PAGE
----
Researchers at the University of Virginia School of Medicine have cut through conflicting advice about salt consumption by demonstrating that each person has a “personal salt index,” an upper limit on daily salt consumption for good health. In addition, they have developed a test to determine that level – and to identify people who should consume more salt.
Numerous studies have demonstrated that high blood pressure can be reduced by a low-salt diet. While nonprofit organizations such as the American Heart Association and the Institute of Medicine have a “one size fits all” recommendation on salt intake, the U.Va. research helps make clear that each individual is genetically programmed with a “personal salt index” and thus sodium chloride dietary guidelines should be personalized.
U.Va.’s Robin Felder, the senior author on a paper on the topic published recently in the journal Clinica Chimica Acta, explained: “The blood pressure of about 25 percent of the population is sensitive to salt, increasing risk for strokes, heart attacks and kidney failure. An individual’s response to salt cannot be measured in a doctor’s office. Therefore, we developed a simple test to help the medical community determine an individual’s ability to tolerate salt, which we are calling the ‘personal salt index.’”
He added, “Lowering salt intake might not be good for everyone, since about 15 percent of individuals demonstrate an increase in blood pressure on a low-salt diet – just the opposite of what one would expect.” There are other potentially harmful effects of low salt intake, leading to plaques and ultimately blockages in the arteries.
People often face conflicting salt recommendations. The negative effects of salt appear at the highest and lowest levels of consumption. In other words, sodium chloride intakes that are above and below the range of 2.5 to 5.8 grams (1.0 to 2.3 grams of sodium) per day are associated with increased cardiovascular risk.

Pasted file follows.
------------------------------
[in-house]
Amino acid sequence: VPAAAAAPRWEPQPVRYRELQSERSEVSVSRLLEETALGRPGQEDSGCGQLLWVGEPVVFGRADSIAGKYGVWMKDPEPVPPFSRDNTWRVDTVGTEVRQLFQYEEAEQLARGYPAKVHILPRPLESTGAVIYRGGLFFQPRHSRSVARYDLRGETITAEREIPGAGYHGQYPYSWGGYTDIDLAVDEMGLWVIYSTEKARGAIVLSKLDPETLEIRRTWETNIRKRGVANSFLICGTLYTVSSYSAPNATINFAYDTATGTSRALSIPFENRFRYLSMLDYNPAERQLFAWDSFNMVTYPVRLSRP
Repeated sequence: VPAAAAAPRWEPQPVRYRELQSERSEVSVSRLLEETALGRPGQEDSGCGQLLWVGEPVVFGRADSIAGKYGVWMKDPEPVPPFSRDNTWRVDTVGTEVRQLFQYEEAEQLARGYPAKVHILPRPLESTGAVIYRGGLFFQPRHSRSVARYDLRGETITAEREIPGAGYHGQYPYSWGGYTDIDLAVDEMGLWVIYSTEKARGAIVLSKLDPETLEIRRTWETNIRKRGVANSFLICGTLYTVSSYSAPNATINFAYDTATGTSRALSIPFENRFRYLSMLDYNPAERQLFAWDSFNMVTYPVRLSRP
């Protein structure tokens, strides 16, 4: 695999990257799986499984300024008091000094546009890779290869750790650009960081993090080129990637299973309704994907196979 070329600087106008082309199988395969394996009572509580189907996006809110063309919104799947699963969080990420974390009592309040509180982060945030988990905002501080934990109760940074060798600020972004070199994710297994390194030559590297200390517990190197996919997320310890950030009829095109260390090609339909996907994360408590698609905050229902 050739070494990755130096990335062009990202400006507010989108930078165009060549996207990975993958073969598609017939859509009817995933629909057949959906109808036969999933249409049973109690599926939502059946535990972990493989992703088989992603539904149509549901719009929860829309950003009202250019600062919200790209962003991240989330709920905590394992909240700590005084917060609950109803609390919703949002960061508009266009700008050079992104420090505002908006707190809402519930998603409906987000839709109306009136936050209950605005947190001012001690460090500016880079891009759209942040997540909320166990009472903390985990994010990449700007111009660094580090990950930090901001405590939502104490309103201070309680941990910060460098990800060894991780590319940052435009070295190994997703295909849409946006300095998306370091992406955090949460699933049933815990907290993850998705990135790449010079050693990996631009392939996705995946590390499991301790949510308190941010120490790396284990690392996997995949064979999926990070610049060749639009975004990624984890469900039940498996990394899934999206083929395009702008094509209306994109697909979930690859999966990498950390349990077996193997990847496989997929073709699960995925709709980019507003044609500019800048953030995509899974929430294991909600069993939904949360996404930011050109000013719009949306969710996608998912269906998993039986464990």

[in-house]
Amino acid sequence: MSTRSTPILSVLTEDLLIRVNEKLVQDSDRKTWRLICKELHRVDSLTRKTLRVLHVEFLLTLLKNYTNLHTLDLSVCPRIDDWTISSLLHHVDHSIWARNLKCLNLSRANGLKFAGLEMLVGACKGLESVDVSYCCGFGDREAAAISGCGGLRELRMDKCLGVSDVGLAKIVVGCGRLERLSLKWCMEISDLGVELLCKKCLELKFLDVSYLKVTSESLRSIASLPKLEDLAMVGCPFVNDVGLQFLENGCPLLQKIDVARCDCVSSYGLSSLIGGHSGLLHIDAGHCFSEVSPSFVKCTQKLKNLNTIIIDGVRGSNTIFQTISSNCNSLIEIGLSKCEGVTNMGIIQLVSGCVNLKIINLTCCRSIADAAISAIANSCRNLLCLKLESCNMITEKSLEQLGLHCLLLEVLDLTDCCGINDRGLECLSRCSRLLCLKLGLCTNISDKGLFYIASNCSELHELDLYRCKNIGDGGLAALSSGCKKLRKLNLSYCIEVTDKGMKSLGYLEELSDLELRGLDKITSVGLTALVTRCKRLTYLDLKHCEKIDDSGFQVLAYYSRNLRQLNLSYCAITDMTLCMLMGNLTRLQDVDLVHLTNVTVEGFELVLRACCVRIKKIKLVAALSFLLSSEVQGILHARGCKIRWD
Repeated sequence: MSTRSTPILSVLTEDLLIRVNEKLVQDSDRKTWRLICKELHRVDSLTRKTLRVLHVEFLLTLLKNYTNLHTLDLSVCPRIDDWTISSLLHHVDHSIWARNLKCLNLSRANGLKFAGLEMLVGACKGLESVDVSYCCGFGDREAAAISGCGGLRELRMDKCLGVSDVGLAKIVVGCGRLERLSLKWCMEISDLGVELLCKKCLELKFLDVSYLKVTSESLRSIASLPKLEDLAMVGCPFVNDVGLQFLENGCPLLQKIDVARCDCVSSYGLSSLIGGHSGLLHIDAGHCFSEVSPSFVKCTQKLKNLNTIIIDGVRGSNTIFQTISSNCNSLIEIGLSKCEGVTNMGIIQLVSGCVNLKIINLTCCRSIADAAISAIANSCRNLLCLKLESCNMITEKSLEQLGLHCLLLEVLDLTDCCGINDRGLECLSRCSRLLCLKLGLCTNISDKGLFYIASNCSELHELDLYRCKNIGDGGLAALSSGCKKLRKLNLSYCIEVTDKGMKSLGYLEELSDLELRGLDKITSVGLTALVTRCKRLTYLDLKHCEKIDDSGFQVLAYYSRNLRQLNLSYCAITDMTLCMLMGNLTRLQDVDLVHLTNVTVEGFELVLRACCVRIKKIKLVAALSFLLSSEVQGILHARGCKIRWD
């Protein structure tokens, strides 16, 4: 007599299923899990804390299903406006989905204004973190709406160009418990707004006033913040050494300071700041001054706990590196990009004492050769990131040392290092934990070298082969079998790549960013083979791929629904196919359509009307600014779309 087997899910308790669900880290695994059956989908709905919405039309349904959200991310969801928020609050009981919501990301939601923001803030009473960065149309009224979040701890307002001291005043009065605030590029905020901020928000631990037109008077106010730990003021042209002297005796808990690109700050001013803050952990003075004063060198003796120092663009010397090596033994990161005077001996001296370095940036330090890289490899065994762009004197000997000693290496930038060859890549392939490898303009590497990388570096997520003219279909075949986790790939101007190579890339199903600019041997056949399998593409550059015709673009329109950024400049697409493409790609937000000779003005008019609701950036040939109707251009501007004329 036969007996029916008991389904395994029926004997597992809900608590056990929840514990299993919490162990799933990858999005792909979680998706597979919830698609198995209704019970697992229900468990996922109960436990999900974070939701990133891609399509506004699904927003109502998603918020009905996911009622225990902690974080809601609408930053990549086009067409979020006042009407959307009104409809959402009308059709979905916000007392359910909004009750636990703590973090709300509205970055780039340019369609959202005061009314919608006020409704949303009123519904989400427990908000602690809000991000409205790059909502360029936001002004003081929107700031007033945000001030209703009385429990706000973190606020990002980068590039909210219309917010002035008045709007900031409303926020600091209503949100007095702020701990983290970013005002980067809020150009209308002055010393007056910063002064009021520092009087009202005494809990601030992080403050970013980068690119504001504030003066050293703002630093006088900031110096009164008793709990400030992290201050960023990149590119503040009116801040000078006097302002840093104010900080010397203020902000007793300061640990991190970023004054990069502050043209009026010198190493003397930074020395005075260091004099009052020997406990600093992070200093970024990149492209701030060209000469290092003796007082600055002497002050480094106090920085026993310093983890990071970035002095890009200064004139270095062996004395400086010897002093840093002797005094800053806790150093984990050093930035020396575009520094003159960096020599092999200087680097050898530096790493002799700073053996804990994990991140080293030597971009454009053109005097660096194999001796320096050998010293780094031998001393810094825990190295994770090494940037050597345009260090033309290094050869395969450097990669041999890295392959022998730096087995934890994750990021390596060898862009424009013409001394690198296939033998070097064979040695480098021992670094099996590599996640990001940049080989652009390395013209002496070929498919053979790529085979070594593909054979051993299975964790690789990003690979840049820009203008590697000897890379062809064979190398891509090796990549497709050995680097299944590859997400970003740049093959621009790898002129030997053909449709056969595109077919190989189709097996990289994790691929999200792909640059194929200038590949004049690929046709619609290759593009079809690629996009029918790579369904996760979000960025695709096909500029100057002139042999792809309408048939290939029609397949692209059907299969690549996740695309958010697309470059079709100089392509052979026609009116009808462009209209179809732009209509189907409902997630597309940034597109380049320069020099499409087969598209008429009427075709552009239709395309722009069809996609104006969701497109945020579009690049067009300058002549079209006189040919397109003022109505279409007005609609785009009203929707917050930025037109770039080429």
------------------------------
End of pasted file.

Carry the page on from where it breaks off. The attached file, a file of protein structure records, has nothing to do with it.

“If an individual consumes close to their daily personal salt index, they are likely to avoid salt-related illness,” said Dr. Pedro A. Jose of the University of Maryland, a co-investigator in Felder’s salt-related research program. “However, additional research will be needed to determine how close one has to adhere to a personal salt index in order to maintain the best state of wellness.”
Felder’s research was based on a study population tested previously at U.Va. by Dr. Cynthia Schoeffel and Dr. Robert M. Carey, who evaluated how the kidney metabolizes salt and blood pressure in a population of 183 adult volunteers who agreed to follow a special diet of high salt for one week and very low salt for another week.
Felder’s laboratory developed the diagnostic test based on living kidney cells found in urine. These cells metabolize sodium similarly to how an individual metabolizes sodium, yet they can be isolated and tested in less than a day using methods developed in Felder’s lab.
“Ultimately we could see an instrument in a doctor’s office that would allow the doctor to generate a personal salt index during a routine exam and provide meaningful counseling on how to adopt a salt-healthy lifestyle,” said John Gildea, the lead author on the study and a research assistant professor of pathology at U.Va.
U.Va.’s studies were funded by the National Institutes of Health’s Heart, Lung and Blood Institute.